Digicast Negros

Witnessing

Today’s gospel gives us Luke’s version of the risen Lord’s appearance to his apostles on Easter night. The apostles and some disciples were gathered in a locked room when Jesus stood in their midst and greeted them Peace. Thinking they were seeing a ghost, they were greatly terrified.

To pacify them, Jesus showed them his hands and feet, and even asked for something to eat. Then, he reminded them about the things he had said while he was still with them and explained how everything written in the Scripture was fulfilled in him.

To show that he was not a ghost, Jesus gave four proofs of the resurrection. He made them see and touch his wounds; ate in front of them; and made them understand the Scripture. The first three proofs pertain to the bodily aspects of the resurrection and reflect the Hebrew understanding of life-after-death. While the Greeks believed that the soul is immortal and is freed from the body to live forever after death (a ghost), the Jews understood the body as animated by the breath of God (Gen 2:7). When the breath leaves the body, it dies and the individual ceases to be. (Ps 104:29) The only way to survive death is by resurrecting the body after death. Hence, Jesus insisted that they touch him and see him eat to show that he was not some ethereal apparition, but a real physical presence.

While the first three proofs of the resurrection are no longer directly available to us (Jesus has ascended into heaven), the fourth proof, the Scripture, is. When “Jesus opened their minds to understand the Scripture”, he made the disciples understand how the entire Old Testament (Moses, the Prophets and the Psalms) testifies to him and is fulfilled in him.

“For Christians, the death-and-resurrection of Jesus is the key to the proper understanding of Scripture; and through the Scripture, the risen Christ continues to speak to us today.” (Living Liturgy) The gospel ends with Jesus commissioning his disciples to be his witness. Being Jesus’ disciples, we too are included in this task. How can we witness to Christ’s resurrection? While the original witnesses can testify from direct experience, we can testify by our faith, which is no inferior to the former. As Jesus himself told Thomas, “Blessed are those who have not seen and have believed.”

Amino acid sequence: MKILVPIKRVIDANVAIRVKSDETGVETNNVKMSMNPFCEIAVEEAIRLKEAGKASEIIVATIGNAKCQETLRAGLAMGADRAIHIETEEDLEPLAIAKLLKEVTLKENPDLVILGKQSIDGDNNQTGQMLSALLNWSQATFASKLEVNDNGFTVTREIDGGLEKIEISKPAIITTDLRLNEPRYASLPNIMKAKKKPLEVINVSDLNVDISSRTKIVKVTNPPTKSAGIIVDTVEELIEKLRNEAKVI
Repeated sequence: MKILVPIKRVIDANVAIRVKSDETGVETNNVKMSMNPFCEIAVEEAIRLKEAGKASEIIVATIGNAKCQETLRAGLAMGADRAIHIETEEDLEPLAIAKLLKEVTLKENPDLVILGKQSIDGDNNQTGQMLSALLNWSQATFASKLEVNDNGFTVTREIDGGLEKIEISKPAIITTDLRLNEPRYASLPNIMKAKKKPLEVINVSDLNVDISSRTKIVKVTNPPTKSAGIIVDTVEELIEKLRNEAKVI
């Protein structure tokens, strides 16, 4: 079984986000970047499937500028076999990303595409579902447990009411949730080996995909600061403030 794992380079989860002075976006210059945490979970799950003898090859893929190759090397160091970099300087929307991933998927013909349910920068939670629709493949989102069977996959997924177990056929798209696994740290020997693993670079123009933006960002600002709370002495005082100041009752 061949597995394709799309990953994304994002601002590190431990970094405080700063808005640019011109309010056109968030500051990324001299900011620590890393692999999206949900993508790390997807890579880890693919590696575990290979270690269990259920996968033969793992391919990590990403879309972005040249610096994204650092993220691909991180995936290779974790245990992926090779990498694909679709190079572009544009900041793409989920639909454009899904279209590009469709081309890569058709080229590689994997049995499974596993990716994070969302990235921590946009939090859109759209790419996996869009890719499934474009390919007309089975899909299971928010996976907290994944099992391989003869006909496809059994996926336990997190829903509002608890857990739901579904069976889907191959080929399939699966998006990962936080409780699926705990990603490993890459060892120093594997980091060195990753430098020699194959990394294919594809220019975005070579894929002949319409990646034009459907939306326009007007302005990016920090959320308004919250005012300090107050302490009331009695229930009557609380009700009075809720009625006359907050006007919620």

How do we witness through our faith? We generally understand faith as belief in God. Faith however is more than just belief or assent to the truth about God; faith is a personal encounter with God which develops into an intimate relationship with him. Thus, to witness to Christ’s resurrection by faith means to testify to the risen Lord whom we have personally known.

When I was a student in theology, I had the fortune of attending a lecture given by Fr. Bernard Haring, the foremost moral theologian then. Pope Paul VI’s celebrated Apostolic Exhortation, Evangelii Nuntiandi, had just been published, and the theme of the lecture was evangelization. The Redemptorist theologian spoke of evangelization as the proclamation of the good news. The good news proclaimed is not just some doctrine or way of life, but “what we have heard, what we have seen with our eyes, what we looked upon and touched with our hands.” (1Jn 1:1) What we proclaim is a person, whom we have met and known – “the Word of life.” Then looking straight to us, Fr. Haring said, “Dear Priests, Religious, Catechists, and Teachers, make sure you know Christ. If you don’t, beg earnestly for a God-experience, otherwise you have no business evangelizing for you have nothing to proclaim.”

We can acquire this God-experience in an extraordinary way, as in the case of St. Paul. God however gives this grace ordinarily to everyone through faith. We often forget that the gift of faith we received in baptism, is “a virtue infused by God into the souls of the faithful to make them capable of acting like his children… the pledge of the presence and action of the Holy Spirit in the human being.” (Catechism of the Catholic Church, 1813)
Like every gift, faith is given in seed form that needs to be nurtured and brought to maturity. We grow in faith through the Word of God, the sacraments, particularly the Eucharist, personal prayer and above all through a life of love for “faith without good deeds is dead.” (Jm 2:17)

When we live a life of love, we live God’s own life and are so transformed that “it is no longer I that live, but Christ who lives in me.” (Gal 2:20) Then does our life become a testimony that “Christ lives, and he lives in me.”*

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